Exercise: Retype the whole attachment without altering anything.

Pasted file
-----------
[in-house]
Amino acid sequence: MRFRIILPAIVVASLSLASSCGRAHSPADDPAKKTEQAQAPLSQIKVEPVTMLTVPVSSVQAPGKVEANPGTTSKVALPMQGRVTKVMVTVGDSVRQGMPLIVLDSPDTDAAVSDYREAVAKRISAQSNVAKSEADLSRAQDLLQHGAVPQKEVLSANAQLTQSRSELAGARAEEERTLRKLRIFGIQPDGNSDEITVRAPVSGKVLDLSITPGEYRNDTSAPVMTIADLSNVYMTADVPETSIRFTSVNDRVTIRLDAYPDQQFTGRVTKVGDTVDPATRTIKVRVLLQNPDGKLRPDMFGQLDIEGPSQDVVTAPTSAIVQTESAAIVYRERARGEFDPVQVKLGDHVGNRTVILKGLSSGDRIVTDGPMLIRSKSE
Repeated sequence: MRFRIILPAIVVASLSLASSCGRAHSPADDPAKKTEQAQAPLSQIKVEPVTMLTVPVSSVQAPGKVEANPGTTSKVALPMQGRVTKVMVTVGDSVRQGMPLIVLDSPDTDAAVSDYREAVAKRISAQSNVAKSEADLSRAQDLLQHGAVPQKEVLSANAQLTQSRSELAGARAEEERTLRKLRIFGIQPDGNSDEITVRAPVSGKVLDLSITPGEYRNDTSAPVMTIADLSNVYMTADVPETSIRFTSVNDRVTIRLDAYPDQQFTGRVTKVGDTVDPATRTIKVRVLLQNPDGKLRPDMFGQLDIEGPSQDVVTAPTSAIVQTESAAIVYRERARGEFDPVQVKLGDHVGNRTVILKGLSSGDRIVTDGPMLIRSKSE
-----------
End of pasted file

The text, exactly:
[in-house]
Amino acid sequence: MRFRIILPAIVVASLSLASSCGRAHSPADDPAKKTEQAQAPLSQIKVEPVTMLTVPVSSVQAPGKVEANPGTTSKVALPMQGRVTKVMVTVGDSVRQGMPLIVLDSPDTDAAVSDYREAVAKRISAQSNVAKSEADLSRAQDLLQHGAVPQKEVLSANAQLTQSRSELAGARAEEERTLRKLRIFGIQPDGNSDEITVRAPVSGKVLDLSITPGEYRNDTSAPVMTIADLSNVYMTADVPETSIRFTSVNDRVTIRLDAYPDQQFTGRVTKVGDTVDPATRTIKVRVLLQNPDGKLRPDMFGQLDIEGPSQDVVTAPTSAIVQTESAAIVYRERARGEFDPVQVKLGDHVGNRTVILKGLSSGDRIVTDGPMLIRSKSE
Repeated sequence: MRFRIILPAIVVASLSLASSCGRAHSPADDPAKKTEQAQAPLSQIKVEPVTMLTVPVSSVQAPGKVEANPGTTSKVALPMQGRVTKVMVTVGDSVRQGMPLIVLDSPDTDAAVSDYREAVAKRISAQSNVAKSEADLSRAQDLLQHGAVPQKEVLSANAQLTQSRSELAGARAEEERTLRKLRIFGIQPDGNSDEITVRAPVSGKVLDLSITPGEYRNDTSAPVMTIADLSNVYMTADVPETSIRFTSVNDRVTIRLDAYPDQQFTGRVTKVGDTVDPATRTIKVRVLLQNPDGKLRPDMFGQLDIEGPSQDVVTAPTSAIVQTESAAIVYRERARGEFDPVQVKLGDHVGNRTVILKGLSSGDRIVTDGPMLIRSKSE